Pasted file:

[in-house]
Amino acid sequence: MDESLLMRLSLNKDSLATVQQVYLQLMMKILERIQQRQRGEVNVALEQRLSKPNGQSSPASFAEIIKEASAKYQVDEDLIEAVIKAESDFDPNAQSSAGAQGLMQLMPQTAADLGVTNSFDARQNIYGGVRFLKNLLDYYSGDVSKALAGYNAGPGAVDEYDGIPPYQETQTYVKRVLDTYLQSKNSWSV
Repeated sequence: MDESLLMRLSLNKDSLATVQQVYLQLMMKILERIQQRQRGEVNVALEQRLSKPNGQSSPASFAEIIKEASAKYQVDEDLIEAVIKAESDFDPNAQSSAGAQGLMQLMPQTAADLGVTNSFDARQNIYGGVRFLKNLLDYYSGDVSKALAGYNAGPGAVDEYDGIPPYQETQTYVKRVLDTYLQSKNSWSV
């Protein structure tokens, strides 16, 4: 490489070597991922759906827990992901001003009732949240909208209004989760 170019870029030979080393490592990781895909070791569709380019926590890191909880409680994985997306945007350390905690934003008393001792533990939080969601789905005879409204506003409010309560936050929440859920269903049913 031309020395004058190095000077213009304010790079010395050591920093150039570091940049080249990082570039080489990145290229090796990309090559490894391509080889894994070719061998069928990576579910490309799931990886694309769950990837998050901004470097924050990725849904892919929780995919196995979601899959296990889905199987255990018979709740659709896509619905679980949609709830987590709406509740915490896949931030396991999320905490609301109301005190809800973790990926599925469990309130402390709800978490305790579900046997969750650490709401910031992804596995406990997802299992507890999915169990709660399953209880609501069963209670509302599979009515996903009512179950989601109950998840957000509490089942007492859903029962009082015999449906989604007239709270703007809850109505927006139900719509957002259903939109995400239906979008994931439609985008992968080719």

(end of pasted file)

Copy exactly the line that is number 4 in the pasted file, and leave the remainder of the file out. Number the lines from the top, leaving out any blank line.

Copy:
């Protein structure tokens, strides 16, 4: 490489070597991922759906827990992901001003009732949240909208209004989760 170019870029030979080393490592990781895909070791569709380019926590890191909880409680994985997306945007350390905690934003008393001792533990939080969601789905005879409204506003409010309560936050929440859920269903049913 031309020395004058190095000077213009304010790079010395050591920093150039570091940049080249990082570039080489990145290229090796990309090559490894391509080889894994070719061998069928990576579910490309799931990886694309769950990837998050901004470097924050990725849904892919929780995919196995979601899959296990889905199987255990018979709740659709896509619905679980949609709830987590709406509740915490896949931030396991999320905490609301109301005190809800973790990926599925469990309130402390709800978490305790579900046997969750650490709401910031992804596995406990997802299992507890999915169990709660399953209880609501069963209670509302599979009515996903009512179950989601109950998840957000509490089942007492859903029962009082015999449906989604007239709270703007809850109505927006139900719509957002259903939109995400239906979008994931439609985008992968080719």